Medical costs inexorably rise in the 5 percent to 11 percent range annually, above general healthcare inflation and above the Consumer Price Index.
For this decade medical costs have risen annually on average in workers' comp by 8 percent; general medical inflation has been about 4 percent and consumer price inflation less than 3 percent.
Not that insurers are sitting on their hands. They extract discounts from medical care providers even without reciprocating by steering patients. (How so? Here's a hint. Most doctors are poor fee negotiators. But they sure know how to increase utilization.) Insurers go eyeball to eyeball with aggressive hospital billers and much effort is taken to control overuse of physical therapy and the dispensing of brand name and generic drugs.
Never before have insurers and TPAs been so well resourced to explain why they spend $25 billion a year for medical care.
They are better resourced today because treatment guidelines and provider network reforms have been around long enough to assess their performance. Also, claims databases are much better in quality than in the past.
Employer choice networks and treatment guidelines may have helped to improve quality of care and contain costs. But we don't really know, so before asking for more state regulation, insurers and employers need to show they are using tools already available to them.
It's vexing to admit that vendor and insurer press releases, and not objective analysis, often dominate industry views on the supposed success of these measures. All the while, costs storm higher, thanks in part to the perverse incentives that persist to overtreat patients.
Two industry-funded think tanks publish thoughtful studies on medical care. They are the Workers' Compensation Research Institute in Cambridge, Mass., and the California Workers' Compensation Institute in Oakland. But their funding today is not enough to completely illuminate, much less bend the drivers behind the 8-4-3 agony index.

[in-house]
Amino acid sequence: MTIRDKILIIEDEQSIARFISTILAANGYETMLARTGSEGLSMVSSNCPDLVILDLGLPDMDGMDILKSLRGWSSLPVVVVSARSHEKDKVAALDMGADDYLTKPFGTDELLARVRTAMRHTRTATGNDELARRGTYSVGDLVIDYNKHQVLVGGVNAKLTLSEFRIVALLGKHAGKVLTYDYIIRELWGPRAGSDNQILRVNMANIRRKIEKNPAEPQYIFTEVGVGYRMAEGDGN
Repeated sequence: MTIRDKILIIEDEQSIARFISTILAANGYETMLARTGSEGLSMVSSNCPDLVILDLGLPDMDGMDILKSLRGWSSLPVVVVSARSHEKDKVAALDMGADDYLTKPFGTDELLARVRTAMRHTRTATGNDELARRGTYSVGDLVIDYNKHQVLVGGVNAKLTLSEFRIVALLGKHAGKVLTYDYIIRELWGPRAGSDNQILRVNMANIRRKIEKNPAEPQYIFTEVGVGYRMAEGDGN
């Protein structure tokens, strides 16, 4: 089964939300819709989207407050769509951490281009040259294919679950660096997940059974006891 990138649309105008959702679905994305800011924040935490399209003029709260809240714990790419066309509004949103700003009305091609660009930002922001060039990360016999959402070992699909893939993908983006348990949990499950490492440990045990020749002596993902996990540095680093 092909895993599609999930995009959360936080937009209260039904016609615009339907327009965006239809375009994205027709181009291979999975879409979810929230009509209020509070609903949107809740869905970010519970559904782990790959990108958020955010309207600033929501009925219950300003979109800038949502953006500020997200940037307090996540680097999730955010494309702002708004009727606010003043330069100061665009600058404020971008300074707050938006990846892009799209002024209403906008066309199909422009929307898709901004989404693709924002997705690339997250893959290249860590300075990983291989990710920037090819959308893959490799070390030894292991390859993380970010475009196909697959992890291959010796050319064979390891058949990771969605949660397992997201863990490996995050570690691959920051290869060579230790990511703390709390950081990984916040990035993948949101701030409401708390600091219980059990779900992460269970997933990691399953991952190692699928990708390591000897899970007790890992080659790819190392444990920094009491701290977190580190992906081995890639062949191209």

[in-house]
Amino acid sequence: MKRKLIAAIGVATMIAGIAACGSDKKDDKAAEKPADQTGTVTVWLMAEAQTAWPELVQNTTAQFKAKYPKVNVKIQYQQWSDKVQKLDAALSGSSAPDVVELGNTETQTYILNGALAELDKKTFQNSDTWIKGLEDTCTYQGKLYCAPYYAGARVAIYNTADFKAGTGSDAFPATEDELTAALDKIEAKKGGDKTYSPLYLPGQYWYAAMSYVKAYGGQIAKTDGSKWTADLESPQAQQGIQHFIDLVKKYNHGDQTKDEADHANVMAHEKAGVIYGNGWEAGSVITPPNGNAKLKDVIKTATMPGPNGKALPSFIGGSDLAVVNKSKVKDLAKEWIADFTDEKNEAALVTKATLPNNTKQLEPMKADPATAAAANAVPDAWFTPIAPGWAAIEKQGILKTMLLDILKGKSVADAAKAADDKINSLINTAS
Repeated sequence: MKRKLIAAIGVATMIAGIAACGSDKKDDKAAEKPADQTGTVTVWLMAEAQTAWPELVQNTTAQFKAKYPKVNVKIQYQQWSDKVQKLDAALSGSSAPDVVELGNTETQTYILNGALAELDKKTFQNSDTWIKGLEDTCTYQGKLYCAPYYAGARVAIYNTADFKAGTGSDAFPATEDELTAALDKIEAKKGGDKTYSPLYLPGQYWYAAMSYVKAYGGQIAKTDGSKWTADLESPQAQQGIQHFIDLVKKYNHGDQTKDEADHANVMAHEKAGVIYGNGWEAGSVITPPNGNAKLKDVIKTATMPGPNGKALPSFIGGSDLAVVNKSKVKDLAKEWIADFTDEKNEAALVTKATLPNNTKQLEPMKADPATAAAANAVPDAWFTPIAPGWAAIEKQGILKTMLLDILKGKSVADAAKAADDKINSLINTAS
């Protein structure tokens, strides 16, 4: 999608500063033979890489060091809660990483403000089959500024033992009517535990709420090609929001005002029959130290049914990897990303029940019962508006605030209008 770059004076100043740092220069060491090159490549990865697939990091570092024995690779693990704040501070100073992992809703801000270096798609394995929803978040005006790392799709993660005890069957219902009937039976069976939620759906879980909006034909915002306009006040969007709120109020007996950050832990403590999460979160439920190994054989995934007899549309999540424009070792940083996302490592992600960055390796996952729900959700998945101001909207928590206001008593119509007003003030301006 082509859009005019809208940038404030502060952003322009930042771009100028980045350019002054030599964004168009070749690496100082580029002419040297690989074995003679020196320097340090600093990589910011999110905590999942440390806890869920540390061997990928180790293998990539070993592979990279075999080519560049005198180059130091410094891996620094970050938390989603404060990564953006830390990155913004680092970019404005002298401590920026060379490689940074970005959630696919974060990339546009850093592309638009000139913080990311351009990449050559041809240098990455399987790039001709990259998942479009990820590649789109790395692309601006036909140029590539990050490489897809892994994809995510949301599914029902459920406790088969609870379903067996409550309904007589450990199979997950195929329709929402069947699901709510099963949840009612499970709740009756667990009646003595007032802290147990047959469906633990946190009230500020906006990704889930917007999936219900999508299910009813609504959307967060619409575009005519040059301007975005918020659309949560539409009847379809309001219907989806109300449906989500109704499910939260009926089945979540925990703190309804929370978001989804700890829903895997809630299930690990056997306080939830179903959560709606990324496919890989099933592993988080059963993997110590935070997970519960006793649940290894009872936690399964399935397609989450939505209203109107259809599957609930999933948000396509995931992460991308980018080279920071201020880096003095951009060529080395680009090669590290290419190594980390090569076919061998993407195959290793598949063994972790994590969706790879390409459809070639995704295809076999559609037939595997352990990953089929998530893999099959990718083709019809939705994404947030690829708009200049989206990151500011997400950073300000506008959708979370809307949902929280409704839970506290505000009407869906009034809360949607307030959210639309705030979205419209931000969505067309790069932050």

Insurers and TPAs must also fund quality research. And I mean a big step--millions more going to the WCRI and CWCI. State governments will contribute nothing. Employers will give little.
So, why the inflation? And the bigger framing question: for the added dollars spent, are workers recovering better? If not better, what's the point of managed care? Does compliance with treatment guidelines result in better medical and vocational outcomes?
When nonmedical issues of disability are handled correctly, such as return to work, do medical costs sharply decline, as some have suggested?
What about the design of medical fee schedules? Joe Paduda, a health care consultant and blogger has been attacking the use of Medicare fee schedules as an unsuitable basis for workers' comp schedules.
Somewhere in this mix is the National Council on Compensation Insurance. The NCCI has the ear of insurers and it's about to receive more detailed medical claims data. Its in-house capacity to study medical care is limited and would take years to develop to the scale of the WCRI and CWCI. Shouldn't the NCCI be funding these research teams?
PETER ROUSMANIERE is an expert on the workers' compensation industry.
January 1, 2009
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